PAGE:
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XEN: Directly attaching Xen DomU disk images to Dom0 for system rescue

This document (3312774) is provided subject to the disclaimer at the end of this document.


SUSE Linux Enterprise Server 10 Service Pack 1


  • Disk image backed DomU will not boot
  • Access to files inside of a DomU disk image is needed
  • Access via chroot inside of a DomU disk image is needed


There are several documented ways to rescue a Xen DomU system, some include using lomount or booting the DomU into the rescue system. However, the easiest method of rescuing a DomU is to directly attach the disk image to Dom0.
explanation: dom0 is para-virtualized
One of the fundamental facts about Xen virtualization is that the hyper-visor, or Xen itself is loaded BEFORE SLES; SLES is loaded by Xen as a privileged domain. SLES 10 then acts as the "driver domain" and fills a couple other roles. Once SLES is loaded, the interaction with the hyper-visor is managed through the "xend" daemon. Since Dom0 is para-virtualized, you can "attach" a Dom0 disk image to Dom0. This method is preferred.
attach the disk to Dom0

The command "xm block-attach" is used to hot plug a disk to a DomU.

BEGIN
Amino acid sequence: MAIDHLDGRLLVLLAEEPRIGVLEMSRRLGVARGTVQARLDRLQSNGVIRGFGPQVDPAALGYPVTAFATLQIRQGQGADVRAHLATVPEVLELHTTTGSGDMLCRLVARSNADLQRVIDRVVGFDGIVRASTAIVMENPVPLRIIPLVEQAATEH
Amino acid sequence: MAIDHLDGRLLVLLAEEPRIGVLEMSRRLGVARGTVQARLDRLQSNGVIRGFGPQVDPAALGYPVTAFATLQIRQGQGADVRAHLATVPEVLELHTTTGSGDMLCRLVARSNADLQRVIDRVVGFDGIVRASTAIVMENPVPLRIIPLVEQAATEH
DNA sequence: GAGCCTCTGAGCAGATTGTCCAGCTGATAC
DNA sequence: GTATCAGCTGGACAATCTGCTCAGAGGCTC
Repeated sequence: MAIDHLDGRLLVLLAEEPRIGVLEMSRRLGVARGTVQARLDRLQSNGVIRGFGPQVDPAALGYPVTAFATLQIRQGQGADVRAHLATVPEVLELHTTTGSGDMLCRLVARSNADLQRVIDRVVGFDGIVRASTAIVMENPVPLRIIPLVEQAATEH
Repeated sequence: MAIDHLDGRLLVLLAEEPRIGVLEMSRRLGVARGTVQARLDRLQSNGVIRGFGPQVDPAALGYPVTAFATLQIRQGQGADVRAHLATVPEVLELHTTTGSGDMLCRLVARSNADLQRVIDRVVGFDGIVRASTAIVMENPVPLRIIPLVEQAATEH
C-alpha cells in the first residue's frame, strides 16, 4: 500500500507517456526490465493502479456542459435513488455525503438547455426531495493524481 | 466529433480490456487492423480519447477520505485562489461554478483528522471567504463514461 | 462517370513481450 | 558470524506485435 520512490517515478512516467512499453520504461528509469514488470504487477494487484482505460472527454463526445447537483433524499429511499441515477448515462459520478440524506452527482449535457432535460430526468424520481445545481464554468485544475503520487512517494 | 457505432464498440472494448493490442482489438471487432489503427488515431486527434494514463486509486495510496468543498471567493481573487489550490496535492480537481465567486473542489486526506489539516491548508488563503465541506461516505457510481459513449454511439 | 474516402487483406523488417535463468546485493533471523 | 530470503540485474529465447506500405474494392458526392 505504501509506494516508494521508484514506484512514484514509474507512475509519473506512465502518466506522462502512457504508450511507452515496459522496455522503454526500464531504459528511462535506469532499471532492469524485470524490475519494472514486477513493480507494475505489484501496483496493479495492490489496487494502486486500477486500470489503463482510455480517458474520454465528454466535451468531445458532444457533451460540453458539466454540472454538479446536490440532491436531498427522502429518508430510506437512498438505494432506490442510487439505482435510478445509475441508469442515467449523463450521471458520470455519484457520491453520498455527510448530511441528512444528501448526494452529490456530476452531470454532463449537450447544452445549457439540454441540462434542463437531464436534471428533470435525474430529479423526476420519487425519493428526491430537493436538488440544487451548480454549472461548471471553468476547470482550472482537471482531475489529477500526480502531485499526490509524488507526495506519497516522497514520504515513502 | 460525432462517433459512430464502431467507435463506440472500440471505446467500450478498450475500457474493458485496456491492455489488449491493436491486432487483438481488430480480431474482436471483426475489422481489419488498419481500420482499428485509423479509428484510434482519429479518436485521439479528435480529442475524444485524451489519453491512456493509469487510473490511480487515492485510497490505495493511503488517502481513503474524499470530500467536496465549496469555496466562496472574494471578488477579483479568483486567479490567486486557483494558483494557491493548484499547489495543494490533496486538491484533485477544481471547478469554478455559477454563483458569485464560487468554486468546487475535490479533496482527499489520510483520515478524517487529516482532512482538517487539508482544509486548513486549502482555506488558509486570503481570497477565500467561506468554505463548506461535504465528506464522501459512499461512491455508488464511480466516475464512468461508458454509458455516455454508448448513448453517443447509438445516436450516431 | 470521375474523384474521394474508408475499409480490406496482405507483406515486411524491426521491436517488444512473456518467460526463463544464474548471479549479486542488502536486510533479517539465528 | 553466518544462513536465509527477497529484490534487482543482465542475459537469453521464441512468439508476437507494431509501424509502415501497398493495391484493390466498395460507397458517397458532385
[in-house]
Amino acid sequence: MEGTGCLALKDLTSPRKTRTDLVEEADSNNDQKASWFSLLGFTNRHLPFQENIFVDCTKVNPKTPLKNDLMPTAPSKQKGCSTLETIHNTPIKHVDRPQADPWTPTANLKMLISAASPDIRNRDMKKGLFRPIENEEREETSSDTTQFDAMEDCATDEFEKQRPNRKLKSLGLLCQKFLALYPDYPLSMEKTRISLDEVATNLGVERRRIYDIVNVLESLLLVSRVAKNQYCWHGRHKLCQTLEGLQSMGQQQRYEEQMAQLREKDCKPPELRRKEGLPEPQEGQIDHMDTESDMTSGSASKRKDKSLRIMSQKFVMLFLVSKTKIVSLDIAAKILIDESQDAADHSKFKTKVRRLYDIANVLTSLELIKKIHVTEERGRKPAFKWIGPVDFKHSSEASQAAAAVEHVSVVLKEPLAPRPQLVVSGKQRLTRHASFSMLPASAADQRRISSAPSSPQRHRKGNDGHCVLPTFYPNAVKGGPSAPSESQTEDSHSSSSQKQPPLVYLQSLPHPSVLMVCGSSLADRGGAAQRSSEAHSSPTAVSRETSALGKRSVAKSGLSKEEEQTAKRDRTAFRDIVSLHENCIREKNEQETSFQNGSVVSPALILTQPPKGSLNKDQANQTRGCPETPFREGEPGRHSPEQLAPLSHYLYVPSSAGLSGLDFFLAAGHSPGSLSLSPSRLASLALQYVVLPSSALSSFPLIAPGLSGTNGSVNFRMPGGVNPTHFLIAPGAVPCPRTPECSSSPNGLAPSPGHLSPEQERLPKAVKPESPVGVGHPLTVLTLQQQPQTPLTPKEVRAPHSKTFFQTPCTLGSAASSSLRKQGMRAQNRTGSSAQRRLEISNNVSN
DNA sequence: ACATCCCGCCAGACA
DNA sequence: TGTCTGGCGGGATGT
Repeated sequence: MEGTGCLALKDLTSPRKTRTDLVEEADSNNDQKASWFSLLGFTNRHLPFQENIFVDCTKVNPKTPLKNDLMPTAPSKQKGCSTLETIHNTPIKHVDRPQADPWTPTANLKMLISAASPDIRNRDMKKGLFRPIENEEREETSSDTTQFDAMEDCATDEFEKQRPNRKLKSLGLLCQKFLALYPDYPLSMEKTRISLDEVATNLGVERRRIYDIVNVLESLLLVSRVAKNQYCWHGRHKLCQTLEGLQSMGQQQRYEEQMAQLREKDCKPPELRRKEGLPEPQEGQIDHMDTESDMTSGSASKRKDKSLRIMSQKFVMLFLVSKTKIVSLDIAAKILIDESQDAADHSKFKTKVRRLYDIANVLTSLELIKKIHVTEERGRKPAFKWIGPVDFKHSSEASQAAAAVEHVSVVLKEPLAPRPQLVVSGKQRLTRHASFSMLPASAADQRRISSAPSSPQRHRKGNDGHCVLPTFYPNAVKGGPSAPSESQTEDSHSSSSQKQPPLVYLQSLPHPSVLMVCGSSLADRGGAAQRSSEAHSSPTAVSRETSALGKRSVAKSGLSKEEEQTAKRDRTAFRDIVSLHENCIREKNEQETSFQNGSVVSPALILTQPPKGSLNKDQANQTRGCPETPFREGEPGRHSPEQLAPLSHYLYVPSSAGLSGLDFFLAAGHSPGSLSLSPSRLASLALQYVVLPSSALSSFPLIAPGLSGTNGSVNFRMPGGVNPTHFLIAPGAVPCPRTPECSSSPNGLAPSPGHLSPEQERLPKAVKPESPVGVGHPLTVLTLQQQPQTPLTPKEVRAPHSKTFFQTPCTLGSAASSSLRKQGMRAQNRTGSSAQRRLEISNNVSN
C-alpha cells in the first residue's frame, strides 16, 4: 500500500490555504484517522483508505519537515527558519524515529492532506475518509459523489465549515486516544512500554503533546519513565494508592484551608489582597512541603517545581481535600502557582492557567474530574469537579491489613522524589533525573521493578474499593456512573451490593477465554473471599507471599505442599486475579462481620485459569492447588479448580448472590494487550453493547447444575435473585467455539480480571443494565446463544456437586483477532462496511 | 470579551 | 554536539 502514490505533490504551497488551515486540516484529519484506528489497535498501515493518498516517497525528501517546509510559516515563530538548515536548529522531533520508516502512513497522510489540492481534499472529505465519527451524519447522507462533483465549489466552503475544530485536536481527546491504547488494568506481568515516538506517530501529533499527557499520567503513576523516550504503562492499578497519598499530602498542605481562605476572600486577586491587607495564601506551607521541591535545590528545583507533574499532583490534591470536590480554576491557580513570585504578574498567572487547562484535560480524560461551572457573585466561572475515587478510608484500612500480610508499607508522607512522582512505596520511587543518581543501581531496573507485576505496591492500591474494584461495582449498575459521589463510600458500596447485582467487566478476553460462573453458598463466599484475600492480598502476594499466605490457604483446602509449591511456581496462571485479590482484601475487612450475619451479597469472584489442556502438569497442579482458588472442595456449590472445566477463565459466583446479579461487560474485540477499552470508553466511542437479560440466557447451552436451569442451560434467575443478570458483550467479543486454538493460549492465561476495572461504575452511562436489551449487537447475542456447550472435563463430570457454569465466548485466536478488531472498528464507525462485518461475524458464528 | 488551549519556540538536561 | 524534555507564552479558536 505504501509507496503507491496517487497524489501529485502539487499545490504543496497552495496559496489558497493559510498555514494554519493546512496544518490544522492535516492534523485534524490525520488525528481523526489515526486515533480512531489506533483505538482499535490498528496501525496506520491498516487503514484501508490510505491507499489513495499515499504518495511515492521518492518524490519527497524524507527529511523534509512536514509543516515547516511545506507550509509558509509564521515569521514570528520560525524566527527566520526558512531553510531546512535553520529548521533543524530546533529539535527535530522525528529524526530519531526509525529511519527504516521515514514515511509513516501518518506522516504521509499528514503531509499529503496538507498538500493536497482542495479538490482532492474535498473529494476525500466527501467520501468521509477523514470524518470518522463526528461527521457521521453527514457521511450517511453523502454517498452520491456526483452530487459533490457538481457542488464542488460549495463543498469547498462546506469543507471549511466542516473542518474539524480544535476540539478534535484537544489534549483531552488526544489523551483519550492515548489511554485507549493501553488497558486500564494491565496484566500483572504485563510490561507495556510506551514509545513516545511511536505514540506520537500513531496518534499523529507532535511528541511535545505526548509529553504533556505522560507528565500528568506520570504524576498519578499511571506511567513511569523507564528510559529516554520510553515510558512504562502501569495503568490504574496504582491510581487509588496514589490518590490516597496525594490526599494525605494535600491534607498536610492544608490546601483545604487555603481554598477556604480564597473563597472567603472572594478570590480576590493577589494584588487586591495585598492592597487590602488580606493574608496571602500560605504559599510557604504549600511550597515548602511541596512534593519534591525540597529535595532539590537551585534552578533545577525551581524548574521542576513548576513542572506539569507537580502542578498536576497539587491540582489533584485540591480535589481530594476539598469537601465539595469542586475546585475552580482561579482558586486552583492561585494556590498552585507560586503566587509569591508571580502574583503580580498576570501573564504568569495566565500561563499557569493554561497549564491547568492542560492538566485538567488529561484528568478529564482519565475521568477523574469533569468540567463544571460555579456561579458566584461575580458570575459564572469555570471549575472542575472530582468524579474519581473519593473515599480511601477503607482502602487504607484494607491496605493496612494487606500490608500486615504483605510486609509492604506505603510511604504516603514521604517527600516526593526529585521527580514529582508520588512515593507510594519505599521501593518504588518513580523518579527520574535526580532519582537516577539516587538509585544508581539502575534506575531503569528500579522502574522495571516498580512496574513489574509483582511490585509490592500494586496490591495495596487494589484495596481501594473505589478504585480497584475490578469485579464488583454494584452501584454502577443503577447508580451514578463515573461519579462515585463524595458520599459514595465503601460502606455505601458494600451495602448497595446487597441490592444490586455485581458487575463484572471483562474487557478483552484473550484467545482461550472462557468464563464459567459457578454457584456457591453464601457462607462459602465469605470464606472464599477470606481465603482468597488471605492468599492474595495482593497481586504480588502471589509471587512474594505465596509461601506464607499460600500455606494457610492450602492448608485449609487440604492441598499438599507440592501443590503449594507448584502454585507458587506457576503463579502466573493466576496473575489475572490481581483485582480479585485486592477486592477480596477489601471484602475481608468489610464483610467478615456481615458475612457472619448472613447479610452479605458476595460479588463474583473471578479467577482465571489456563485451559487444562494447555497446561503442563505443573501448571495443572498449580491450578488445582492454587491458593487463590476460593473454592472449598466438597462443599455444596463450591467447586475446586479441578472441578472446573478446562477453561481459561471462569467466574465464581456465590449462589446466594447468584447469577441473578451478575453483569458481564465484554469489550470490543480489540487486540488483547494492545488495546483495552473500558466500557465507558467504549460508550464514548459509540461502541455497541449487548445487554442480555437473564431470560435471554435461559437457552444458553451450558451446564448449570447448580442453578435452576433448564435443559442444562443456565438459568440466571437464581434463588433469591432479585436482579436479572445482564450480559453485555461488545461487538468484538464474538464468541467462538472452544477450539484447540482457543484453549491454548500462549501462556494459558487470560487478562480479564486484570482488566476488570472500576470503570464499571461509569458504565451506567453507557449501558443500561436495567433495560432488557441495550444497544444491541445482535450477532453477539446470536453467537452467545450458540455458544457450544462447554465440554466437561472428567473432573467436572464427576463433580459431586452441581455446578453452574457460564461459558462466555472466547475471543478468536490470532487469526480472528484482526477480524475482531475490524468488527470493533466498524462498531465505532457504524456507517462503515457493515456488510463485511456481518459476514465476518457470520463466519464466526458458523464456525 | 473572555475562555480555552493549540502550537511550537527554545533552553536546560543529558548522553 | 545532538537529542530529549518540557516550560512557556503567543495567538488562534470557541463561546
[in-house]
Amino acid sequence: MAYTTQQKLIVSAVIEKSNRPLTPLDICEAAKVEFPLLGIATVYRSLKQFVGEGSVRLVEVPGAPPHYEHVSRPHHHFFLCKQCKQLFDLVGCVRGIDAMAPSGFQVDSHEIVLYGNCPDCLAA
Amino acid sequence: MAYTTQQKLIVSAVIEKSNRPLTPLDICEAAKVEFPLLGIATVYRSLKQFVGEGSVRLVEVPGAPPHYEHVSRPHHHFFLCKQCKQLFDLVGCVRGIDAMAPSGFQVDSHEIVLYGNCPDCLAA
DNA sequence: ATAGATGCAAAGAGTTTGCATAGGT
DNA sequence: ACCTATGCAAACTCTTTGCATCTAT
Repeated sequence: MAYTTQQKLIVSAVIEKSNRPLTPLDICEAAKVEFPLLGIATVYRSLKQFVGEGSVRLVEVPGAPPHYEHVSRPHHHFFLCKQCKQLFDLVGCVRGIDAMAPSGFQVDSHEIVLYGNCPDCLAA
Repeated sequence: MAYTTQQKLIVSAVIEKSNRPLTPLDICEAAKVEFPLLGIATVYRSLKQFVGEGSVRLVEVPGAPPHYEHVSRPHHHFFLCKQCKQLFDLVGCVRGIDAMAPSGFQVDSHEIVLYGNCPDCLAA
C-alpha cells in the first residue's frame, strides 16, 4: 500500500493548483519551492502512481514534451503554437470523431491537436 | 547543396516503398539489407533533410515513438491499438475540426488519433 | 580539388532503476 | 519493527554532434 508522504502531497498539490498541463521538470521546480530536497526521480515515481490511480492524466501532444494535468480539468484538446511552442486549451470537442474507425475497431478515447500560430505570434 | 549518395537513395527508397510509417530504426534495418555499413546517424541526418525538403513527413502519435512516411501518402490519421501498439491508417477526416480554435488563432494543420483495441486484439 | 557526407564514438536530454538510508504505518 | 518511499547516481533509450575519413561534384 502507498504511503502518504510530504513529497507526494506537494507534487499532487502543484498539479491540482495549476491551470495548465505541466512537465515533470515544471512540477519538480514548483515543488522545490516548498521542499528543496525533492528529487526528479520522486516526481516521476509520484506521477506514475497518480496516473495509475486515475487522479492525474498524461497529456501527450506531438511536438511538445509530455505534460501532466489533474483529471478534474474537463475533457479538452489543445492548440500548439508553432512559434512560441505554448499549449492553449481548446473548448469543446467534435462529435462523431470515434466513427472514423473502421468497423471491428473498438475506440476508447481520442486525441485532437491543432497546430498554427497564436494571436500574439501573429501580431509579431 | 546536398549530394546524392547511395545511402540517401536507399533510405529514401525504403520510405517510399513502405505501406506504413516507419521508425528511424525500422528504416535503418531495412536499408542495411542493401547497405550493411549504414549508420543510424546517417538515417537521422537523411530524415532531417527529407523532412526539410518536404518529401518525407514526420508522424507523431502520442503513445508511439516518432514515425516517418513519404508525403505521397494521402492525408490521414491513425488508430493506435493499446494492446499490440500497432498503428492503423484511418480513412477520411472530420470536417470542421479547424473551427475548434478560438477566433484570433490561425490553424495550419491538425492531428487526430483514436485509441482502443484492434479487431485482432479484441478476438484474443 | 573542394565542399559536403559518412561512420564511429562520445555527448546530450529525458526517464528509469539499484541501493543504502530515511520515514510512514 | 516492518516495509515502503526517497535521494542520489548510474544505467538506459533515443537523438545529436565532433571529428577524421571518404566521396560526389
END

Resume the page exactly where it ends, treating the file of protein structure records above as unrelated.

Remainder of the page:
Command Syntax: xm block-attach [BackDomain]
Example command:
xm block-attach 0 tap:aio:/var/lib/xen/images/SLES10/disk0 xvda w

The backdev is the device/file that will be attached to the domain. You can use "file:""tap:aio","phy:" and others that Xen supports. It would be recommended to use the backend device specified in the configuration for the Xen DomU.

The frontdev device is where what the device will be presented to the domain as. In our example, we used "xvda", which is the first device. When attaching, you can see what devices are attached. This can be done using the "xm block-list 0" command.

mount and chroot

Once the disk has been attached, you may mount disk and follow normal rescue procedures.
  1. Discover the attached disk
    fdisk -l /dev/xvda
  2. Mount the root file system. In this TID, the root file system is on the second partition of /dev/xvda
    mount /dev/xvda2 /mnt
  3. Check to make sure that the file system mount on /mnt is the one that you want
  4. Mount any other needed file system under mount. Typical examples are /var and /home
    mount /dev/xvda3 /mnt/home
  5. "chroot" is a command that changes the root for the current shell to the specific directory. This is useful because all commands run under a chrooted environment see the chrooted directory as root.
    chroot /mnt
  6. After you are done, exit the chrooted environment
  1. Unmount partitions on the disk
  2. If you are using LVM or EVMS in Dom0 you may have to remove the device mapper mappings
    kpartx -d /dev/xvda
  3. Detach the disk from Dom0
    xm block-detach 0 xvda


This Support Knowledgebase provides a valuable tool for SUSE customers and parties interested in our products and solutions to acquire information, ideas and learn from one another. Materials are provided for informational, personal or non-commercial use within your organization and are presented "AS IS" WITHOUT WARRANTY OF ANY KIND.

  • Document ID:3312774
  • Creation Date: 14-Feb-2008
  • Modified Date:05-Mar-2021
    • SUSE Linux Enterprise Server

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